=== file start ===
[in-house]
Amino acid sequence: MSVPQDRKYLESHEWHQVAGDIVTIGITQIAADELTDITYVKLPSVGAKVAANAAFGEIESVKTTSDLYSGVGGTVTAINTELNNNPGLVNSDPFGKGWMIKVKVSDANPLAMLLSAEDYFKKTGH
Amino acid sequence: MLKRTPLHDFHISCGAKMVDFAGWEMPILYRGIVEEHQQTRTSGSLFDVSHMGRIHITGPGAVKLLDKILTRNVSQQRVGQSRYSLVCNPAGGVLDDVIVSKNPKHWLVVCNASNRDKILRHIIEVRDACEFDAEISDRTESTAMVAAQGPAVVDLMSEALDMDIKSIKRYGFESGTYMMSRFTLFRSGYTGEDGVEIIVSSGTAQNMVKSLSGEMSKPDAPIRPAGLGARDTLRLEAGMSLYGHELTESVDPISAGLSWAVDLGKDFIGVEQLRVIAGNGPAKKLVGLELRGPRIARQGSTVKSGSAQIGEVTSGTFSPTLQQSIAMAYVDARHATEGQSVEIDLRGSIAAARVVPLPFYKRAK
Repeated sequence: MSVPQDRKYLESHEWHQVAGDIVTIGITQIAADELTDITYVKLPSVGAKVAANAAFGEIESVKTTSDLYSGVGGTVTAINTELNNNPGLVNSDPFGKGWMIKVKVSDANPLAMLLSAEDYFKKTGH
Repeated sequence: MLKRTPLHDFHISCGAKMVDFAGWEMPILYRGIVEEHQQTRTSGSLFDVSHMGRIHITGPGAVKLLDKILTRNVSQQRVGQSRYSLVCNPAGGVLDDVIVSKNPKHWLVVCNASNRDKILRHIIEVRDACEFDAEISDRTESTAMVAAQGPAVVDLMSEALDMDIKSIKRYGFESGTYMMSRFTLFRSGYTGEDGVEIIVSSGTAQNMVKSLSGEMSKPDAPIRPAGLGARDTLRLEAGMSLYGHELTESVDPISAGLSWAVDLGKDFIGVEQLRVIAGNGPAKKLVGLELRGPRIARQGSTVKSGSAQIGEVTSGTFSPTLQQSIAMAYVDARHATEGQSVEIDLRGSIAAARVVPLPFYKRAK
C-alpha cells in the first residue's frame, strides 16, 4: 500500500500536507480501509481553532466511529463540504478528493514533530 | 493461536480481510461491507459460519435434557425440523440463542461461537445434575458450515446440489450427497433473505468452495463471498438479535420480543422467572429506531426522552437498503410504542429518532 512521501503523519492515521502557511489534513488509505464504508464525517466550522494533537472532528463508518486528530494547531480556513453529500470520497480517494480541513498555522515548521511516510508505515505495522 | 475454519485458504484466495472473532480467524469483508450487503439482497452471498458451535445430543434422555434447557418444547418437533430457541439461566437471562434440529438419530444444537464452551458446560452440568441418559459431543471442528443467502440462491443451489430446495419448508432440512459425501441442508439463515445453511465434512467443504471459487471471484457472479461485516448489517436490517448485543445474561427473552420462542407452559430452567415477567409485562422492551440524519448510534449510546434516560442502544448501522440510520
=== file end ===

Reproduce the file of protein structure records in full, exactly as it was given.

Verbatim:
[in-house]
Amino acid sequence: MSVPQDRKYLESHEWHQVAGDIVTIGITQIAADELTDITYVKLPSVGAKVAANAAFGEIESVKTTSDLYSGVGGTVTAINTELNNNPGLVNSDPFGKGWMIKVKVSDANPLAMLLSAEDYFKKTGH
Amino acid sequence: MLKRTPLHDFHISCGAKMVDFAGWEMPILYRGIVEEHQQTRTSGSLFDVSHMGRIHITGPGAVKLLDKILTRNVSQQRVGQSRYSLVCNPAGGVLDDVIVSKNPKHWLVVCNASNRDKILRHIIEVRDACEFDAEISDRTESTAMVAAQGPAVVDLMSEALDMDIKSIKRYGFESGTYMMSRFTLFRSGYTGEDGVEIIVSSGTAQNMVKSLSGEMSKPDAPIRPAGLGARDTLRLEAGMSLYGHELTESVDPISAGLSWAVDLGKDFIGVEQLRVIAGNGPAKKLVGLELRGPRIARQGSTVKSGSAQIGEVTSGTFSPTLQQSIAMAYVDARHATEGQSVEIDLRGSIAAARVVPLPFYKRAK
Repeated sequence: MSVPQDRKYLESHEWHQVAGDIVTIGITQIAADELTDITYVKLPSVGAKVAANAAFGEIESVKTTSDLYSGVGGTVTAINTELNNNPGLVNSDPFGKGWMIKVKVSDANPLAMLLSAEDYFKKTGH
Repeated sequence: MLKRTPLHDFHISCGAKMVDFAGWEMPILYRGIVEEHQQTRTSGSLFDVSHMGRIHITGPGAVKLLDKILTRNVSQQRVGQSRYSLVCNPAGGVLDDVIVSKNPKHWLVVCNASNRDKILRHIIEVRDACEFDAEISDRTESTAMVAAQGPAVVDLMSEALDMDIKSIKRYGFESGTYMMSRFTLFRSGYTGEDGVEIIVSSGTAQNMVKSLSGEMSKPDAPIRPAGLGARDTLRLEAGMSLYGHELTESVDPISAGLSWAVDLGKDFIGVEQLRVIAGNGPAKKLVGLELRGPRIARQGSTVKSGSAQIGEVTSGTFSPTLQQSIAMAYVDARHATEGQSVEIDLRGSIAAARVVPLPFYKRAK
C-alpha cells in the first residue's frame, strides 16, 4: 500500500500536507480501509481553532466511529463540504478528493514533530 | 493461536480481510461491507459460519435434557425440523440463542461461537445434575458450515446440489450427497433473505468452495463471498438479535420480543422467572429506531426522552437498503410504542429518532 512521501503523519492515521502557511489534513488509505464504508464525517466550522494533537472532528463508518486528530494547531480556513453529500470520497480517494480541513498555522515548521511516510508505515505495522 | 475454519485458504484466495472473532480467524469483508450487503439482497452471498458451535445430543434422555434447557418444547418437533430457541439461566437471562434440529438419530444444537464452551458446560452440568441418559459431543471442528443467502440462491443451489430446495419448508432440512459425501441442508439463515445453511465434512467443504471459487471471484457472479461485516448489517436490517448485543445474561427473552420462542407452559430452567415477567409485562422492551440524519448510534449510546434516560442502544448501522440510520